March 11th, 2006


I just ate the most delicious orange I've eaten in a long time. Possibly ever. Sweet, tart, and juicy. Just yummy.

Just had to share that with you.

Memories, Dreams, Reflections, and Some Really Cool Masks - Part 1

Last night my friend E. took me to the monthly event presented by the Oregon Friends of Jung. This month's program is called "Jung Embodied", featuring Meg Wilbur and Tina Stromsted. Tina - a blonde, willowy dancer - described the dual levels of communication in her intellectual but dysfunctional family of origin; that was how she became interested in body language and body expression. Meg (with short brown hair, looking bookish but with an occasional mischievous gleam in the eye) rebutted the popular belief that (paraphrasing) "Jungians don't do body". She asserted that Carl Jung himself maintained an active interest in the mind/body relationship but did not have the chance to fully explore it, and quoted several passages from CJ to that effect. (Something I didn't know: CJ collaborated with Wolfgang Pauli during the 1930s and 40s.) Jung compared the mind/body continuum to a spectrum, with the body at the "red" end and the spirit at the "violet" end; elsewhere, he used the image of mind and spirit as two cones whose tips do not touch. This second metaphor is important because it conveys the incompleteness of our present knowledge of this relationship, which CJ recognized. That the two are inseparable, however, he never doubted. Neither did he doubt the existence of something beyond the individual soul: "Below or aside one's psyche is another kind of intelligence, on which one depends," he said. And: "It is not I who live. It lives me."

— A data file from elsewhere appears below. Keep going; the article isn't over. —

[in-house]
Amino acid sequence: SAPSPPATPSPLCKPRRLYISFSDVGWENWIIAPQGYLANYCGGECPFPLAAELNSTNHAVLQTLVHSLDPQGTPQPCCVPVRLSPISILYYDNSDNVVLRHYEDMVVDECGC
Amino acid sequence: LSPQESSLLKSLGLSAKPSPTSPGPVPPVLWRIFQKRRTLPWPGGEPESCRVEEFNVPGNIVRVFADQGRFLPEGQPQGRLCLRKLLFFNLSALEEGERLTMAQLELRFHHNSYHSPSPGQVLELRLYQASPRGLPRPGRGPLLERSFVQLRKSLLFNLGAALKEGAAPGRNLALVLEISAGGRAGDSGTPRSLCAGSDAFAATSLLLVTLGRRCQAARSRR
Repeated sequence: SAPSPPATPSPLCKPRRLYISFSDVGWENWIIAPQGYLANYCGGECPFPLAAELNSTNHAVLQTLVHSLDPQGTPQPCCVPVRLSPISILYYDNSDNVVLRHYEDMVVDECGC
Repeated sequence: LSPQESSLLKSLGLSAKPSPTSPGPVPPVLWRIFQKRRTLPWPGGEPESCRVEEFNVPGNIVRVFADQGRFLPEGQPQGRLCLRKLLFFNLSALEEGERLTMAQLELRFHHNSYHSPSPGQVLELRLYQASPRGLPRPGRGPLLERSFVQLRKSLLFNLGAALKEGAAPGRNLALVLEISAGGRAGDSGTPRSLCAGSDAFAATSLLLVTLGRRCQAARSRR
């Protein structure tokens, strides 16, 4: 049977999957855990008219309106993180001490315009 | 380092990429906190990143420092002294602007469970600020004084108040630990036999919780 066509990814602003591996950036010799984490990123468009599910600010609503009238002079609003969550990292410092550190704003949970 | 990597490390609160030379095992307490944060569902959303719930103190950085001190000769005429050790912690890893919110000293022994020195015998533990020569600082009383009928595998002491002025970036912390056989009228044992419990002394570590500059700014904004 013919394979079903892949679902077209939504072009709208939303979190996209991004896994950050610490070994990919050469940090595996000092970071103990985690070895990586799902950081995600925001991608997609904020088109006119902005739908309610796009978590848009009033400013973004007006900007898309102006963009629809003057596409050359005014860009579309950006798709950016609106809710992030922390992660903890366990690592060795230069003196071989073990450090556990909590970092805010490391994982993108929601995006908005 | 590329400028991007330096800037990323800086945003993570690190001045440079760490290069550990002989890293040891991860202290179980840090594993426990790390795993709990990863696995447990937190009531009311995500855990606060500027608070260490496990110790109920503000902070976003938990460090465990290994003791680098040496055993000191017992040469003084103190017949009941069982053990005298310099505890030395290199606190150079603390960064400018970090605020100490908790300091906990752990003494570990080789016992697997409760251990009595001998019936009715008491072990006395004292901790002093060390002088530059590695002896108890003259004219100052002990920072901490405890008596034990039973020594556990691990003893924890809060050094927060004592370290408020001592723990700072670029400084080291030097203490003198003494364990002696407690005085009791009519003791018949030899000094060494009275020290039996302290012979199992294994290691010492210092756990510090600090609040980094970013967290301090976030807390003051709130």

Picking up where Jung left off, the speakers explained, is an explicitly feminist stream of psychoanalysis that seeks to reaffirm what Meg called the "unholy trinity" of body/shadow/feminine - unholy because they represent things that are repressed by modern civilization. While Jungians generally believe that "dreams are the closest link to the unconscious", nevertheless, they argued, the unconscious also manifests itself in physical ways, such as bodily tics and mannerisms, physical illnesses, eating disorders, and addictions. Meg cited the pioneering work of Marion Woodman, who argued that this approach is especially relevant for women because "it's not possible for women to ignore the body". (Even more forcefully, Woodman asserted that "pretending there is no body is pretending there is no Shadow".)